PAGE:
Things are looking up for Kevin McCarthy! Last week it took 15 agonizing roll call votes spread over five days of public humiliation for him to get elected to his dream job as speaker of the House. This week it took him just one drama-free vote on Monday to pass a package of operating rules for the 118th Congress. Better still, no Republicans started shrieking threats at one another on the House floor or had to be manhandled into submission. This qualifies as a solid win for the newly, narrowly elected speaker. Alas, the same cannot be said for anyone interested in a sane, functional Congress.
To claim the gavel, Mr. McCarthy had to prostrate himself before a rump faction of right-wing extremists. Conveniently for members of this chaos caucus, as one of their Republican colleagues dubbed them, kowtowing is one of his top talents. Some of the rebels’ demands got written into the rules package. Other, touchier ones were hashed out behind closed doors in the sort of back-room deal that anti-establishment Republicans are forever railing against. Even some of Mr. McCarthy’s own troops were miffed. “We don’t have any idea what promises were made or what gentleman’s handshakes were made,” Representative Nancy Mace of South Carolina bemoaned on “Face the Nation.”
So much for transparency and accountability.
Known unknowns notwithstanding, it’s already depressingly clear that the House’s new Republican majority will be at the mercy of its right flank. And while it is tempting — and fun — to blame the whole mess on the gelatinous Mr. McCarthy, there are larger forces at play. For years, the G.O.P. has been pursuing an increasingly antimajoritarian approach to political power; it seems only fitting that House Republicans are now facing tyranny of the minority in their own conference.
Some of the concessions made to Mr. McCarthy’s opponents pack more destructive potential than others. Among the official measures is a requirement that any increase in the debt ceiling be matched by reductions in federal spending, possibly including cuts to Social Security and Medicare. This is madness. A debt default could prompt a global financial meltdown. Merely threatening one can lead to America’s credit rating being downgraded, as happened during the Obama administration. Only dangerously irresponsible people play chicken with the debt limit.
Another measure makes spending bills subject to an open rules process, enabling members to offer unlimited amendments during floor debate. This may sound harmless, perhaps even charming. Let a thousand legislative flowers bloom and that sort of thing. In practice, it tends to spiral out of control. Just ask Democrats, who tried this route back in 2007. The tie-up caused by members of the Republican minority larding up bills was so brutal that Democrats promptly reversed course.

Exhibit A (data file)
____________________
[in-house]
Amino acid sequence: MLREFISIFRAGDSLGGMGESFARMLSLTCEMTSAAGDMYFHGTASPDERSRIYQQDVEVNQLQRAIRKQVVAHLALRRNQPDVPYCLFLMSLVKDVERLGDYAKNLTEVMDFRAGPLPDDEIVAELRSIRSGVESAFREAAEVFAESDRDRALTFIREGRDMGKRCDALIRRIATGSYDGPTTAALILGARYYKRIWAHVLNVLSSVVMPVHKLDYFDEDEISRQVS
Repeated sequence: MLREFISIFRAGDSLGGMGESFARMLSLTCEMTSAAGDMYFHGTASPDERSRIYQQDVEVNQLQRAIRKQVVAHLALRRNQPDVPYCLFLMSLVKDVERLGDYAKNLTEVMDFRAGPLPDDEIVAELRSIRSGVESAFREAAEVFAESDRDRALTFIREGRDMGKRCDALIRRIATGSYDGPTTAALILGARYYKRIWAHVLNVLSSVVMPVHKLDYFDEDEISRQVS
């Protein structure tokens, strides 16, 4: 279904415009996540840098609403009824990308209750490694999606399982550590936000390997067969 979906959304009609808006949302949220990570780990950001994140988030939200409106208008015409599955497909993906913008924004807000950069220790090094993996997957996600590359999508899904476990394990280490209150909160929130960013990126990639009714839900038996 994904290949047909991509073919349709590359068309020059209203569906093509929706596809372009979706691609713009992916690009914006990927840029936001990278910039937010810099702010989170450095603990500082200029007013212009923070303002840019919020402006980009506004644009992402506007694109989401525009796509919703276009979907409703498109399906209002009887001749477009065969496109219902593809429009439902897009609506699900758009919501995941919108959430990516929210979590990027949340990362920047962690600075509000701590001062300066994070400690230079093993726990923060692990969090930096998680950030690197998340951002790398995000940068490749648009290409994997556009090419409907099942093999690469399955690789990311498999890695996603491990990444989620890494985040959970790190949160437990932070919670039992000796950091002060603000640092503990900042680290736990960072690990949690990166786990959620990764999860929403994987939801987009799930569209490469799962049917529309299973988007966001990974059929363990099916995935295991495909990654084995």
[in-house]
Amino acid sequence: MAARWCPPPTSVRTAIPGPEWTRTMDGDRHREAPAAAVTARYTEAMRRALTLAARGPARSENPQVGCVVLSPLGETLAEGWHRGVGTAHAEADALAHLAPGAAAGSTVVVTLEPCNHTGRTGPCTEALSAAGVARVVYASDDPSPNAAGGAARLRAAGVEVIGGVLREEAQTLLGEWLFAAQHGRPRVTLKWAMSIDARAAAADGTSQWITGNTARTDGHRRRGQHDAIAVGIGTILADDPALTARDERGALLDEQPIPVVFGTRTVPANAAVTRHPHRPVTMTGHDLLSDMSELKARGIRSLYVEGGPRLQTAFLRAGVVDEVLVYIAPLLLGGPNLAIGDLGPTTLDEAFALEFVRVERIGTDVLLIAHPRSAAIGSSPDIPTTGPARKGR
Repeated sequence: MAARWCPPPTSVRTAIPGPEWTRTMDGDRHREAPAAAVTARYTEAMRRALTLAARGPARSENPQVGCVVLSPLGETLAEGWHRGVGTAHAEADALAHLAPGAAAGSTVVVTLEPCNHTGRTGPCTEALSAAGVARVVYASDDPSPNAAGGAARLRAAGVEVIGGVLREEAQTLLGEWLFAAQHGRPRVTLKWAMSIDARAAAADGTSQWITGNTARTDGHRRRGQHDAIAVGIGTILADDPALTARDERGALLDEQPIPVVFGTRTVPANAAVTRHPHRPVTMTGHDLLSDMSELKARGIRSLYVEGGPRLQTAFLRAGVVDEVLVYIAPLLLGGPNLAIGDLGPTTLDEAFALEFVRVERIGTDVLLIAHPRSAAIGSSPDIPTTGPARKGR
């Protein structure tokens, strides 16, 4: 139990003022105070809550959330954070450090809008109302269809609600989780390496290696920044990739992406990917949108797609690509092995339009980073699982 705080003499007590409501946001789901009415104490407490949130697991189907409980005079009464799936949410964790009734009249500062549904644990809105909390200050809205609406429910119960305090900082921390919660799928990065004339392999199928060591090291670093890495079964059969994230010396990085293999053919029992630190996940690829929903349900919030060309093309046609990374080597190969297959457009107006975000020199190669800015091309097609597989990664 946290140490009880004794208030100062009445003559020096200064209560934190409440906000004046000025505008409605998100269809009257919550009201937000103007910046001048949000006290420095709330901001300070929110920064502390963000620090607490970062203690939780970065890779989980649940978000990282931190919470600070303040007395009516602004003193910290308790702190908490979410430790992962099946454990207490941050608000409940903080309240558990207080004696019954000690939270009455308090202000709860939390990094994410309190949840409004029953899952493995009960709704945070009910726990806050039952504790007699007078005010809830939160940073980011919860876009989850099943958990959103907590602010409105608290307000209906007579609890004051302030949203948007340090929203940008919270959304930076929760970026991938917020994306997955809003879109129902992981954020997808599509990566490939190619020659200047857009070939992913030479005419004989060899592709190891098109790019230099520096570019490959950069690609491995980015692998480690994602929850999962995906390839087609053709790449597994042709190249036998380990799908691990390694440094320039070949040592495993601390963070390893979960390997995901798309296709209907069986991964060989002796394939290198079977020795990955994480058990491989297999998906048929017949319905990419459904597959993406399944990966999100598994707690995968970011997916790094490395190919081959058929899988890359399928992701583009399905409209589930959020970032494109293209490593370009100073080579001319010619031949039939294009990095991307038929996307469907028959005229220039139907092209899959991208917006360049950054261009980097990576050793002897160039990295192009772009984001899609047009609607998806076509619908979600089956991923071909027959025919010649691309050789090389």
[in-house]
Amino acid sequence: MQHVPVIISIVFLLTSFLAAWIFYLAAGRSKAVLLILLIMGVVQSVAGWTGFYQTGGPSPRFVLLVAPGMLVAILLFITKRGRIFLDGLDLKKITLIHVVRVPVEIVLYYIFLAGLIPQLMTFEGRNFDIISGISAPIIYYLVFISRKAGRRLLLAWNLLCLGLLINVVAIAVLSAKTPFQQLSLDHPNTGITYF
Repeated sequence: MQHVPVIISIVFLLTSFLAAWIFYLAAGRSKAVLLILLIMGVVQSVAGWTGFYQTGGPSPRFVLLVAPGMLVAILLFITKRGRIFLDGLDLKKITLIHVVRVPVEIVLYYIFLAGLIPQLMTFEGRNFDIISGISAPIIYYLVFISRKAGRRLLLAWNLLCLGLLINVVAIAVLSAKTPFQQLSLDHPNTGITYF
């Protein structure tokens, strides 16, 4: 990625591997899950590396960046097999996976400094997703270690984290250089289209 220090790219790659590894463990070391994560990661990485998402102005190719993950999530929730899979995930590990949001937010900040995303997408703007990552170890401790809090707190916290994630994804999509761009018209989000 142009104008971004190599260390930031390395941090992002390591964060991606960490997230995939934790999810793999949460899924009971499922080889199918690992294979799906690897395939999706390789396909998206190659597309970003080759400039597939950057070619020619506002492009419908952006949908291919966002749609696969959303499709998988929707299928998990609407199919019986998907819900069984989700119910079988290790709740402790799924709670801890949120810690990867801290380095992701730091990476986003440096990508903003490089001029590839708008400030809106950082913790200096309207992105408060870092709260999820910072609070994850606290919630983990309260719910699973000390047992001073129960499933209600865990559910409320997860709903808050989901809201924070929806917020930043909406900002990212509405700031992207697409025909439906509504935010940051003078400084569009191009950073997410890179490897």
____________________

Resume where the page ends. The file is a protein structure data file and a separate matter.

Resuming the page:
The most buzzed-about rule change involves the motion to vacate the chair, a mechanism by which rank-and-file members can demand a vote on whether to boot the speaker. During Nancy Pelosi’s (second) tour as speaker, a majority of either party was required to trigger such a vote. The chaos caucus demanded a return to the pre-Pelosi standard enabling a lone member to do so. Mr. McCarthy resisted mightily, for good reason. It was Mark Meadows (then a representative) filing a motion to vacate in 2015 that ultimately led to Speaker John Boehner giving up the gavel. No one needs to tell Mr. McCarthy that since then, his conference has gotten only more fractious and laden with bomb-throwing disruption monkeys. But in the end, he caved.
Among Mr. McCarthy’s unofficial concessions was a promise to give members of the far-right House Freedom Caucus multiple seats on the Rules Committee, which, despite its deceptively feeble name, wields enormous influence as the panel that controls which bills get debated on the House floor and under what terms. As the committee’s website boasts, it “has the authority to do virtually anything during the course of consideration of a measure, including deeming it passed.” It can “rewrite just parts of a bill, or the entire measure. In essence, so long as a majority of the House is willing to vote for a special rule, there is little that the Rules Committee cannot do.” Picture, if you will, a small band of Lauren Boeberts holding the Rules Committee hostage and, by extension, the entire legislative process.
Many of the changes the anti-McCarthy rebels pushed for are ostensibly about making the House more small-d democratic by empowering the rank and file. But as things are heading, power is simply being shifted from leadership, which is responsible for looking out for the conference as a whole, to a coterie of extremists obsessed with burnishing their personal brands. The result is expected to be not a fairer, more equitable House so much as a wildly dysfunctional one.
This sorry situation isn’t just about one man’s weakness or ambition. It is about a party that nurtured its aggrieved, paranoid, rage-filled, anti-establishment, antigovernment elements for years. The burn-it-all-down faction now has everyone, not just the speaker, by the nose hairs.
Republicans can blame it all on Mr. McCarthy if it helps them sleep at night, but they shouldn’t kid themselves: The next wave of House dysfunction is on the antimajoritarian, chaos-courting lot of them.
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